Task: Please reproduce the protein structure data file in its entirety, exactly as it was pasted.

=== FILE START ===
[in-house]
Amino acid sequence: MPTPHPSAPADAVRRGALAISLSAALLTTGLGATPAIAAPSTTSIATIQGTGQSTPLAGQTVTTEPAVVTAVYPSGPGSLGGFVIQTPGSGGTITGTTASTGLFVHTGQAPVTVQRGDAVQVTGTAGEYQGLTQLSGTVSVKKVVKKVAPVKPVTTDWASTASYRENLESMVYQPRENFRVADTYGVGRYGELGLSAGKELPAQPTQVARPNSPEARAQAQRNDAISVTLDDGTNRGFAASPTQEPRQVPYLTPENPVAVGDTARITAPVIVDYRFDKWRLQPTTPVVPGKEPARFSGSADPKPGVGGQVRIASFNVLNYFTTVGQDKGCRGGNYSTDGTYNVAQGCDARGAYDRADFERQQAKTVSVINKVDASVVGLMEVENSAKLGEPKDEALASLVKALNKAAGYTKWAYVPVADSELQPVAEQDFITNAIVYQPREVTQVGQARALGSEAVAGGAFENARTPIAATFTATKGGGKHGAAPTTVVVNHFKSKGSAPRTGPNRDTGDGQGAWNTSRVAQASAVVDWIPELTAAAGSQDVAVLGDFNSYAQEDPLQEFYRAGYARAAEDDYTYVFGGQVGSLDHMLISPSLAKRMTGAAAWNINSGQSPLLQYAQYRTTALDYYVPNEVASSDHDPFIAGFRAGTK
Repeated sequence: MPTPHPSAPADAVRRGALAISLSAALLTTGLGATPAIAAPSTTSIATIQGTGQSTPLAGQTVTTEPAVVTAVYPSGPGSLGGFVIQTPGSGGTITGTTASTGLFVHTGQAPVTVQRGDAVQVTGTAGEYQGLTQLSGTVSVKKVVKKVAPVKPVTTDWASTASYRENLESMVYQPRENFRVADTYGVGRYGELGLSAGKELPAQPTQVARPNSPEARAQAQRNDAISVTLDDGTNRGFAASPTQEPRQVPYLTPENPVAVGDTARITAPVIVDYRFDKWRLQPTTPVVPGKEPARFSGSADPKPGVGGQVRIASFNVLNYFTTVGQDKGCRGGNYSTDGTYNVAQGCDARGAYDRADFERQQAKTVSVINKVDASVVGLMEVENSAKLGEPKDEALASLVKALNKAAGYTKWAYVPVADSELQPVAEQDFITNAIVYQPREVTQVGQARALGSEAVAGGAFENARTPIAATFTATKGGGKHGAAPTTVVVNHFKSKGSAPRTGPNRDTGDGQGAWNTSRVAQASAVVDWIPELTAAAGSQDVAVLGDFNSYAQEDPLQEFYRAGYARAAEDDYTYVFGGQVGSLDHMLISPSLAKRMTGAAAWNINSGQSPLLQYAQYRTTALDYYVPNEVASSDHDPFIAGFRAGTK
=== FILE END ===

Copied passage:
[in-house]
Amino acid sequence: MPTPHPSAPADAVRRGALAISLSAALLTTGLGATPAIAAPSTTSIATIQGTGQSTPLAGQTVTTEPAVVTAVYPSGPGSLGGFVIQTPGSGGTITGTTASTGLFVHTGQAPVTVQRGDAVQVTGTAGEYQGLTQLSGTVSVKKVVKKVAPVKPVTTDWASTASYRENLESMVYQPRENFRVADTYGVGRYGELGLSAGKELPAQPTQVARPNSPEARAQAQRNDAISVTLDDGTNRGFAASPTQEPRQVPYLTPENPVAVGDTARITAPVIVDYRFDKWRLQPTTPVVPGKEPARFSGSADPKPGVGGQVRIASFNVLNYFTTVGQDKGCRGGNYSTDGTYNVAQGCDARGAYDRADFERQQAKTVSVINKVDASVVGLMEVENSAKLGEPKDEALASLVKALNKAAGYTKWAYVPVADSELQPVAEQDFITNAIVYQPREVTQVGQARALGSEAVAGGAFENARTPIAATFTATKGGGKHGAAPTTVVVNHFKSKGSAPRTGPNRDTGDGQGAWNTSRVAQASAVVDWIPELTAAAGSQDVAVLGDFNSYAQEDPLQEFYRAGYARAAEDDYTYVFGGQVGSLDHMLISPSLAKRMTGAAAWNINSGQSPLLQYAQYRTTALDYYVPNEVASSDHDPFIAGFRAGTK
Repeated sequence: MPTPHPSAPADAVRRGALAISLSAALLTTGLGATPAIAAPSTTSIATIQGTGQSTPLAGQTVTTEPAVVTAVYPSGPGSLGGFVIQTPGSGGTITGTTASTGLFVHTGQAPVTVQRGDAVQVTGTAGEYQGLTQLSGTVSVKKVVKKVAPVKPVTTDWASTASYRENLESMVYQPRENFRVADTYGVGRYGELGLSAGKELPAQPTQVARPNSPEARAQAQRNDAISVTLDDGTNRGFAASPTQEPRQVPYLTPENPVAVGDTARITAPVIVDYRFDKWRLQPTTPVVPGKEPARFSGSADPKPGVGGQVRIASFNVLNYFTTVGQDKGCRGGNYSTDGTYNVAQGCDARGAYDRADFERQQAKTVSVINKVDASVVGLMEVENSAKLGEPKDEALASLVKALNKAAGYTKWAYVPVADSELQPVAEQDFITNAIVYQPREVTQVGQARALGSEAVAGGAFENARTPIAATFTATKGGGKHGAAPTTVVVNHFKSKGSAPRTGPNRDTGDGQGAWNTSRVAQASAVVDWIPELTAAAGSQDVAVLGDFNSYAQEDPLQEFYRAGYARAAEDDYTYVFGGQVGSLDHMLISPSLAKRMTGAAAWNINSGQSPLLQYAQYRTTALDYYVPNEVASSDHDPFIAGFRAGTK